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It’s time for Alberta to play hardball, oilpatch execs say before Trudeau meeting today

Prime Minister Justin Trudeau makes his way to caucus meeting on Parliament Hill Wednesday February 3, 2016 in Ottawa.

Prime Minister Justin Trudeau is in Alberta this week to take stock of the devastation wrought by the collapse in oil prices.

Trudeau’s rebranding of Canada offers sunshine to Davos, but it’s cold comfort for battered oilpatch

Like it or not, he will also get an earful over the spate of anti-energy moves made by his government that will make a recovery harder.

Indeed, despite declaring in Calgary in the final days of his election campaign last October that “Alberta matters deeply to me,” his policy choices so far have shown the opposite.

They include: Formalizing a moratorium on oil tanker traffic on the northern B.C. coast that handcuffs the already-permitted Northern Gateway pipeline; additional regulatory requirements for the proposed TransMountain pipeline expansion and the Energy East pipeline conversion that lengthen and duplicate already-unwieldy regulatory processes; reforms to the National Energy Board that shake confidence in Canada’s ability to get anything built; and a climate change test on export pipelines that gives Ottawa new powers over Alberta’s energy resources.

We know Canada’s economic engine is limping, and the fact that he is here is a clear indication that he understands the federal government cannot be in the sidelines.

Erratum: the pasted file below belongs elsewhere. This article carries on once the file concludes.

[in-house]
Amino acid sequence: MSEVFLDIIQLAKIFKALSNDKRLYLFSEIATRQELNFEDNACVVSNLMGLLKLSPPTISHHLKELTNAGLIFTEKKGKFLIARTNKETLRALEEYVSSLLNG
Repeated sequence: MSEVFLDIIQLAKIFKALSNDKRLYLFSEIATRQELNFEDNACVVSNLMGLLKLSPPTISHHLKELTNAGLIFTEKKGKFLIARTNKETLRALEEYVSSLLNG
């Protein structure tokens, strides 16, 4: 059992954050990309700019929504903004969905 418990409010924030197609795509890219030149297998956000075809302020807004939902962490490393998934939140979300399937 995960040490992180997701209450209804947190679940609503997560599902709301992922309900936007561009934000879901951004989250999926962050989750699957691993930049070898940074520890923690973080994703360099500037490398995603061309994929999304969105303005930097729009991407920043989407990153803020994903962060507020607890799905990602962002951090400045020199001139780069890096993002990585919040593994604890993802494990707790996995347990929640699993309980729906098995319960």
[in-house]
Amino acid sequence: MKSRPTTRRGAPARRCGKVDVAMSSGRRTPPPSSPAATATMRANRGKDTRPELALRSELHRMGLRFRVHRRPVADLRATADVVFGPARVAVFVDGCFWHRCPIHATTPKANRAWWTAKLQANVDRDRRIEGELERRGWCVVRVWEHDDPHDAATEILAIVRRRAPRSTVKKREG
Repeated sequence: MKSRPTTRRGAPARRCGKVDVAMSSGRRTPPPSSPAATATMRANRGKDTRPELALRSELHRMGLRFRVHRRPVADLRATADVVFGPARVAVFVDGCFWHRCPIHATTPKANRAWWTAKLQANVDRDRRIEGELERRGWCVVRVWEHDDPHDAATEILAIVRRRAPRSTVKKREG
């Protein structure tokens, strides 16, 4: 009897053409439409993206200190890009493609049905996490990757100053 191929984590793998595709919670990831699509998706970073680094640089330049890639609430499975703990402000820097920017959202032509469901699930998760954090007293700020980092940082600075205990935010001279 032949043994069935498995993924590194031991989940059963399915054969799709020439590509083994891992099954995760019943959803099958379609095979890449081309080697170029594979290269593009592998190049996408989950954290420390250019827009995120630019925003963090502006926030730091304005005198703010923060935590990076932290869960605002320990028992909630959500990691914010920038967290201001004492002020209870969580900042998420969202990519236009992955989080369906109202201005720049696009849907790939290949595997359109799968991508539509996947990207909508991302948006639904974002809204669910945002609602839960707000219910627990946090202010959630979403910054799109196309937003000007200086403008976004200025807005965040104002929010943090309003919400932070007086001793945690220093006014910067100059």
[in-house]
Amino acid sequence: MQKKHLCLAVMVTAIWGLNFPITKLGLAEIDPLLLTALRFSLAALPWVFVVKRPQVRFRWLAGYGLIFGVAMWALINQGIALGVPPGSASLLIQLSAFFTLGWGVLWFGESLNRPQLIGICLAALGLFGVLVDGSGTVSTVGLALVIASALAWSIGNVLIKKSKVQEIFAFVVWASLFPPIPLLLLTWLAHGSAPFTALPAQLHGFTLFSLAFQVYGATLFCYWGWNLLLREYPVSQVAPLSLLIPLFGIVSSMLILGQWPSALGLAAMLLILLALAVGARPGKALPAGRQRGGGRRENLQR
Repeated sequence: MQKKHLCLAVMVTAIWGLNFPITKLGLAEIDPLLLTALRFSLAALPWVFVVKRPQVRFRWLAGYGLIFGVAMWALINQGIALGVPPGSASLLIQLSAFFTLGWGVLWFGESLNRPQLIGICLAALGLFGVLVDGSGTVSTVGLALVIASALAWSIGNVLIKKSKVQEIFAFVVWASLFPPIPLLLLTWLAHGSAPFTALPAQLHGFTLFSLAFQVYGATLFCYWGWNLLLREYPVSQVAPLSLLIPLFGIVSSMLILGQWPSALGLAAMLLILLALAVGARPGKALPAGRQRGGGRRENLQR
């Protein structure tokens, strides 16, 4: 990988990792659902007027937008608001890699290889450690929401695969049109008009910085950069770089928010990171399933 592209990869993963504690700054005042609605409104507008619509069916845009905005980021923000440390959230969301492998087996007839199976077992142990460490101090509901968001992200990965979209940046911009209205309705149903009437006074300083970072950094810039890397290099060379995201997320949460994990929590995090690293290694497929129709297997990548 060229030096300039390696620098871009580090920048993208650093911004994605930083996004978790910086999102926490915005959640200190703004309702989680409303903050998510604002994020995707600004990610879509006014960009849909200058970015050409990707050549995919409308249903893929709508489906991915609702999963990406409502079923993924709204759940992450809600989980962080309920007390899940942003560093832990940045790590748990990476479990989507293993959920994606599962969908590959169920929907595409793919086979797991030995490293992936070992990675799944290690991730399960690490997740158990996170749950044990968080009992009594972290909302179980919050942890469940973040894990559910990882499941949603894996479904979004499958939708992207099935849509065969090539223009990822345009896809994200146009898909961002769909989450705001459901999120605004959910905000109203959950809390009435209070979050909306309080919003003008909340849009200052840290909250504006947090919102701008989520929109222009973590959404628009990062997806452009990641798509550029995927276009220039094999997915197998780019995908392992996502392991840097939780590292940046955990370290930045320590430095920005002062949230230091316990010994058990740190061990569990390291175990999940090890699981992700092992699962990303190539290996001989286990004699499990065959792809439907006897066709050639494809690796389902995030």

Trudeau pushed through the changes to gain ‘social licence’ for pipelines after no progress was made under the Conservatives. The result so far is that they have empowered opposition and fuelled anger and division, making solutions even more difficult to achieve.

Still, there is appreciation for the visit, which at the very least shows good intentions so early in his mandate.

“It’s very clear to me, based on everything I see in the public domain, the Prime Minister appreciates the seriousness of the situation,” said Asim Ghosh, president and CEO of integrated oil company Husky Energy Inc. “We know Canada’s economic engine is limping, and the fact that he is here is a clear indication that he understands the federal government cannot be in the sidelines.”

Trudeau could help by providing timely review of pipelines, suggested Ghosh, whose company is a large heavy oil and oilsands producer in Western Canada, and also by being mindful of Canada’s competitiveness when boosting environmental requirements.

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